When you are first starting out with worm composting it can be difficult to know all the different worm composting supplies that you need. In this article, I will share all the worm composting supplies and tools that I use to make worm composting easy and efficient. Some of the links below are affiliate links. If you choose to purchase an item after going through my link, I make a small commission for referring you, at no extra cost to you. If you choose to do that, thanks!
How to Start a Worm Bin Book
“How to Start a Worm Bin” contains everything you need to get started Worm Composting (vermicomposting) in one quick, convenient, easy-to-read book. Full disclosure… I wrote this book! Check out the reviews on Amazon to see what people thing of it.
As I have noted, almost any container can be used as a worm composting bin. However, not all worms bins are created equal. Some work much better than others. If you are just starting out and you want to build your own bin, I suggest you follow these instructions to build a ‘storage tub’ style worm bin. I always keep one or two of this style worm bin active at home.
If you are going to purchase a worm bin and you want something that is very efficient and easy to use, I recommend the Can-O-Worms. This is the main worm bin that I use at home and at work. I love it. It is the best one on the market.
A spray bottle is a great tool for keeping your worm bin at the correct moisture content. Remember, worms’ skin must be moist in order for them to breathe. Make sure your worm bin bedding doesn’t get too dry by giving it a few squirts from a spray bottle every week or so (or whenever the worm bin bedding feels dry). The diffusion of the spray will insure that you are evenly adding moisture instead of dumping it in one spot (like you would if you poured it from a glass or bucket).
Here is the spray bottle that I use.
This hand tool is ideal for pawing around in your worm bin without causing too much damage or getting your hands too dirty.
Here is the one that I use.
Here is the hand trowel that I use.
As I have noted on my website, you can use almost any carbon source as worm bin bedding. My favorite (and what I find the worms like the best) is a mixture of coconut coir and newsprint torn into strips.
Be sure to keep a stack of newsprint on hand to start a new bin or add bedding if yours gets low. Only use the newsprint part of the newspaper. Worms don’t like the glossy ads. You will find that if you tear the newsprint with the grain of the paper, you can quickly and easily rip newsprint one section at a time into nice 1 inch strips.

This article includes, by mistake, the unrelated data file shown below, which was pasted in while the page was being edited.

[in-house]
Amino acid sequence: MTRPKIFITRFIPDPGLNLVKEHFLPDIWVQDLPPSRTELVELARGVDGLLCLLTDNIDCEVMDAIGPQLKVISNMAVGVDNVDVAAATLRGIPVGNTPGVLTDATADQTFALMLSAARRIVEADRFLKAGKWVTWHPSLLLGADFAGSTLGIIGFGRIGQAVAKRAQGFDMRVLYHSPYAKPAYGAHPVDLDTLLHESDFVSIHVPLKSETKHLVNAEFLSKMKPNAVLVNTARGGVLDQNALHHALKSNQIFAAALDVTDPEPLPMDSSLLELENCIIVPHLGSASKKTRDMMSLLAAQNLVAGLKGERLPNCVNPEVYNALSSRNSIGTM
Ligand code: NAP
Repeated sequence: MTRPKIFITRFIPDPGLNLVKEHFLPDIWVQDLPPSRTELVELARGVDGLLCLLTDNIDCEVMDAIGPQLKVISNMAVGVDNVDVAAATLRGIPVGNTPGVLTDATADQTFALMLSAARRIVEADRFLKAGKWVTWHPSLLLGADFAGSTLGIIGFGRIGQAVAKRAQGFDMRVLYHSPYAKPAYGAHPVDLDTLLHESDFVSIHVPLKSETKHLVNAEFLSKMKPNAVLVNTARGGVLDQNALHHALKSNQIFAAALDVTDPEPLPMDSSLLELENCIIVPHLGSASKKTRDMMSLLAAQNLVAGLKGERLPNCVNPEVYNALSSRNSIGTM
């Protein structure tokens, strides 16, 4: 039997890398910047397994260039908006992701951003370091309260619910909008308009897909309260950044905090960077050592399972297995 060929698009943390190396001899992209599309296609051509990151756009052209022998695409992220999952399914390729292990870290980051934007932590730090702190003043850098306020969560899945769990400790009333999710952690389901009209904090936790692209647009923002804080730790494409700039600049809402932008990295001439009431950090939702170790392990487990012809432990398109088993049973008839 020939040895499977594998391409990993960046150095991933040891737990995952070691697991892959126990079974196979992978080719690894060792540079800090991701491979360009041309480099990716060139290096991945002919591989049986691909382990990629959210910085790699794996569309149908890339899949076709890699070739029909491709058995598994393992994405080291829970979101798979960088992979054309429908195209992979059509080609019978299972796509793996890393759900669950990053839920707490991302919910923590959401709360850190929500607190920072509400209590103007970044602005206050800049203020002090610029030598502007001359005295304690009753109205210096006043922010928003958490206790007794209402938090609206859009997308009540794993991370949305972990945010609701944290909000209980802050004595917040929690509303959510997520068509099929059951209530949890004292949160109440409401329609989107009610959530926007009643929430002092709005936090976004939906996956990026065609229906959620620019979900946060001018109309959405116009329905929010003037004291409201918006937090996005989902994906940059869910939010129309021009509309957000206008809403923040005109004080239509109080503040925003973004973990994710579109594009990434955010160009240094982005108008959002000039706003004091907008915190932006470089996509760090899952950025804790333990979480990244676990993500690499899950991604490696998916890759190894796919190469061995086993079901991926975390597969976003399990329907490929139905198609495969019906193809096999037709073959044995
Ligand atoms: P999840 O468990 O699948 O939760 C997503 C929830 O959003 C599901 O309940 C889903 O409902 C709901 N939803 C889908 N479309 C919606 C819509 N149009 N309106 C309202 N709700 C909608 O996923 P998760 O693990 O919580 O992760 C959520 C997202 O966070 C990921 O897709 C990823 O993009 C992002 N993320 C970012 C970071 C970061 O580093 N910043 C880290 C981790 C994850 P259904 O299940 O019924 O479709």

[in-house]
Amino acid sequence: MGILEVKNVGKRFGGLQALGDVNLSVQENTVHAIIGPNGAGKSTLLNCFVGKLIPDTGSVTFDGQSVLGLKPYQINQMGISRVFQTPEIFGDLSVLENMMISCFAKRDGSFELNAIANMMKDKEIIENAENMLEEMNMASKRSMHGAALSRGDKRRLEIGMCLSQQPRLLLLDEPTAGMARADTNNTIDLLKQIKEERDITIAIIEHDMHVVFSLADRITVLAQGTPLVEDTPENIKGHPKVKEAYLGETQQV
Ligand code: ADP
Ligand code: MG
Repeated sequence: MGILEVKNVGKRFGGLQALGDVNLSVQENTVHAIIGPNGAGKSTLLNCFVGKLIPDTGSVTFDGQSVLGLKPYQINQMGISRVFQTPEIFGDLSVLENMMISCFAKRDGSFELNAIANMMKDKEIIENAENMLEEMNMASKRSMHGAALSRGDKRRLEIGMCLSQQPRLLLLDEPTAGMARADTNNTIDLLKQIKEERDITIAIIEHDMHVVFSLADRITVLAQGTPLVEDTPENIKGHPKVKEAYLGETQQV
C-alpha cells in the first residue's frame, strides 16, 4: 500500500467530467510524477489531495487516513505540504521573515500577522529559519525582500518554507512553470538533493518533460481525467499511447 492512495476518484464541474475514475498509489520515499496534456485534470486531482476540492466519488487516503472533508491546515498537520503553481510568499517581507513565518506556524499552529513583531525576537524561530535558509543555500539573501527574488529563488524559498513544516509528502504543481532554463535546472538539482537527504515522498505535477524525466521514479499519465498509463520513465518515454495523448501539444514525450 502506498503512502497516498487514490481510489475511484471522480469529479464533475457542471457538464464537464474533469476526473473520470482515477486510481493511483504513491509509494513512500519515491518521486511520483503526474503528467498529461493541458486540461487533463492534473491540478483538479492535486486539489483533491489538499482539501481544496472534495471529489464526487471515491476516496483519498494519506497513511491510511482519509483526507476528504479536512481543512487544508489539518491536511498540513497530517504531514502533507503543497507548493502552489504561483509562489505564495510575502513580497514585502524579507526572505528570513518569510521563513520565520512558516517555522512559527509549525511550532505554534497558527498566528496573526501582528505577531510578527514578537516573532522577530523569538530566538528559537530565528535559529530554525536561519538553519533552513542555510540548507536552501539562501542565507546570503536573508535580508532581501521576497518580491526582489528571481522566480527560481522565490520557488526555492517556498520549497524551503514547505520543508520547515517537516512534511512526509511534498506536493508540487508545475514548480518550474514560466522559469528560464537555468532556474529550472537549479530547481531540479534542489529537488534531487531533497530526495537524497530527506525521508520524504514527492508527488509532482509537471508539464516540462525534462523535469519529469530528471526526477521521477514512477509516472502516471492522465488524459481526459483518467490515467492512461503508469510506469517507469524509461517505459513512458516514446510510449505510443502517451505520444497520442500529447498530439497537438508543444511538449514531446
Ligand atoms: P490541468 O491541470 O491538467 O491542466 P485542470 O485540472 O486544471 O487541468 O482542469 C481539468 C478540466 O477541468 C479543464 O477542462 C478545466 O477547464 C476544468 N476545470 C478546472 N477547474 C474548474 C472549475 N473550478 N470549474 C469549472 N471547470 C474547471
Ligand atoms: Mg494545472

Coconut coir is a great thing to mix with your newsprint worm bedding. Coconut coir is what most worms are shipped in when you purchase them online. Coconut coir does a great job of retaining the moisture that your worms need. I like to mix in about 1/3 coconut coir with 2/3 newsprint.
Here is the coconut coir that I use.
Food Scrap Container
Unless you plan to feed your worms daily, you will need a place to put the food scraps in between feedings. A bucket or bag on the counter starts to stink pretty quickly. I have two solutions for you.
- A small shoebox-sized plastic bin that you keep in the freezer. This is a cheap and easy fix and the cold will keep your food scraps from starting to rot before you add them to your worm bin.
- A food scrap pail with charcoal filter for your counter. If you don’t want to sacrifice the freezer space to do the frozen storage tub, try one of these attractive (relatively) and accessible counter storage buckets. They come with charcoal filters that keeps your kitchen smelling nice. Here is the one I have used and like:
Window screen is wonderfully useful for separating your worms from your precious worm compost. Simply spread a handful of worm compost (full of worms) on a piece of window screen and place the screen on top of your open worm bin. Then move the whole operation into the sun (or turn on a light) and wait. The worms, who naturally move away from light, will burrow down through the worm compost and the window screen to get away from the light. They will self-sort back into the worm bin and you can lift off your window screen full of filtered worm compost. A roll of window screen can be purchased from any hardware store or online here.
An extra tray from the Worm Factory system is another helpful harvesting tool. It is a square tray with a hard plastic screened bottom. You can use it to harvest in the same way that you would the window screen. They sell just one tray so you don’t have to buy a whole new bin.
Worms like the same temperatures that we do (60 to 80 degrees F). Usually it is fine to guess at the temperature of your worm bin but if you are trying to keep a worm bin alive outside in the winter, a thermometer is essential for making sure your worms don’t freeze!
Here is the compost thermometer that I like.
A Red Light Bulb
Red light doesn’t bother worms as much as bright white light. Get yourself a red light bulb and you will be able to observe your worms acting more natural, instead of always running away when you flip on the light.
Now that you know what worm composting supplies you need, you are all set to be a successful worm farmer. Good luck and happy worm farming!
Worm Bin Heater
A seed starting heating mat like this one that I use makes a great worm bin heater. Just lay the mat on top, plug it in and your worms will stay nice and toasty in cold weather.
If you have a worm composting question, I am happy to answer it here.
Want a step by step guide book to get started worm composting? Try my book